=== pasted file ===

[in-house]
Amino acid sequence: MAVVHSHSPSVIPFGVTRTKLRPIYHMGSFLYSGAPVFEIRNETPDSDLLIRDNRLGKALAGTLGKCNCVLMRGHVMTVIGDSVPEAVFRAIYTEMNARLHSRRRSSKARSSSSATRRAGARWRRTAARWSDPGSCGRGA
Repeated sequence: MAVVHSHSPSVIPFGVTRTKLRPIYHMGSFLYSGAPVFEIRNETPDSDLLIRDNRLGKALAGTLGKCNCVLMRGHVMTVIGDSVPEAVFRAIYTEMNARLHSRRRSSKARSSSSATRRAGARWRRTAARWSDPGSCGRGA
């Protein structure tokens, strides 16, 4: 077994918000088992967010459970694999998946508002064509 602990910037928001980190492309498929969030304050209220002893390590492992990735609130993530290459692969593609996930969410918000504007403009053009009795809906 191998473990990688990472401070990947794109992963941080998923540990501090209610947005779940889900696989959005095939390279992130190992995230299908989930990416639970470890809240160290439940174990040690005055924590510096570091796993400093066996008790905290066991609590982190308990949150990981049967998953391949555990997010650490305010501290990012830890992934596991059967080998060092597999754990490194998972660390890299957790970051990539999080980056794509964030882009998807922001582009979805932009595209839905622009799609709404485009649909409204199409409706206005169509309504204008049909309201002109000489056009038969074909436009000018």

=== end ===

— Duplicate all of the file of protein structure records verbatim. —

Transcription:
[in-house]
Amino acid sequence: MAVVHSHSPSVIPFGVTRTKLRPIYHMGSFLYSGAPVFEIRNETPDSDLLIRDNRLGKALAGTLGKCNCVLMRGHVMTVIGDSVPEAVFRAIYTEMNARLHSRRRSSKARSSSSATRRAGARWRRTAARWSDPGSCGRGA
Repeated sequence: MAVVHSHSPSVIPFGVTRTKLRPIYHMGSFLYSGAPVFEIRNETPDSDLLIRDNRLGKALAGTLGKCNCVLMRGHVMTVIGDSVPEAVFRAIYTEMNARLHSRRRSSKARSSSSATRRAGARWRRTAARWSDPGSCGRGA
């Protein structure tokens, strides 16, 4: 077994918000088992967010459970694999998946508002064509 602990910037928001980190492309498929969030304050209220002893390590492992990735609130993530290459692969593609996930969410918000504007403009053009009795809906 191998473990990688990472401070990947794109992963941080998923540990501090209610947005779940889900696989959005095939390279992130190992995230299908989930990416639970470890809240160290439940174990040690005055924590510096570091796993400093066996008790905290066991609590982190308990949150990981049967998953391949555990997010650490305010501290990012830890992934596991059967080998060092597999754990490194998972660390890299957790970051990539999080980056794509964030882009998807922001582009979805932009595209839905622009799609709404485009649909409204199409409706206005169509309504204008049909309201002109000489056009038969074909436009000018």